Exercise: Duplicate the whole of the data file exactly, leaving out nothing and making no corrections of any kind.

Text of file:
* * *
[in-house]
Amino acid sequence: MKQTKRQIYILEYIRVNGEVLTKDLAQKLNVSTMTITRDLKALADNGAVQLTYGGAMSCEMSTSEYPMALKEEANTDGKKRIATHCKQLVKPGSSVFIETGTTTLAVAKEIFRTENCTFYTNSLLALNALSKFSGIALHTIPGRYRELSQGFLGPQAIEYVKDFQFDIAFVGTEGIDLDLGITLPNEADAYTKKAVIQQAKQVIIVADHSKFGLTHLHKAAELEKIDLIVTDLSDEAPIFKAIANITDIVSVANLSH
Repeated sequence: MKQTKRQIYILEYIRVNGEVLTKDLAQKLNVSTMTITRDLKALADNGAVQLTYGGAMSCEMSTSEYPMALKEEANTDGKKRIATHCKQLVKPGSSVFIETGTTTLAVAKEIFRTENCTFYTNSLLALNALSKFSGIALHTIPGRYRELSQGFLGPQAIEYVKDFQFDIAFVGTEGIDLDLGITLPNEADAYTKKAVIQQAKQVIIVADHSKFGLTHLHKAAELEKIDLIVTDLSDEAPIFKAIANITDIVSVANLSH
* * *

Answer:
[in-house]
Amino acid sequence: MKQTKRQIYILEYIRVNGEVLTKDLAQKLNVSTMTITRDLKALADNGAVQLTYGGAMSCEMSTSEYPMALKEEANTDGKKRIATHCKQLVKPGSSVFIETGTTTLAVAKEIFRTENCTFYTNSLLALNALSKFSGIALHTIPGRYRELSQGFLGPQAIEYVKDFQFDIAFVGTEGIDLDLGITLPNEADAYTKKAVIQQAKQVIIVADHSKFGLTHLHKAAELEKIDLIVTDLSDEAPIFKAIANITDIVSVANLSH
Repeated sequence: MKQTKRQIYILEYIRVNGEVLTKDLAQKLNVSTMTITRDLKALADNGAVQLTYGGAMSCEMSTSEYPMALKEEANTDGKKRIATHCKQLVKPGSSVFIETGTTTLAVAKEIFRTENCTFYTNSLLALNALSKFSGIALHTIPGRYRELSQGFLGPQAIEYVKDFQFDIAFVGTEGIDLDLGITLPNEADAYTKKAVIQQAKQVIIVADHSKFGLTHLHKAAELEKIDLIVTDLSDEAPIFKAIANITDIVSVANLSH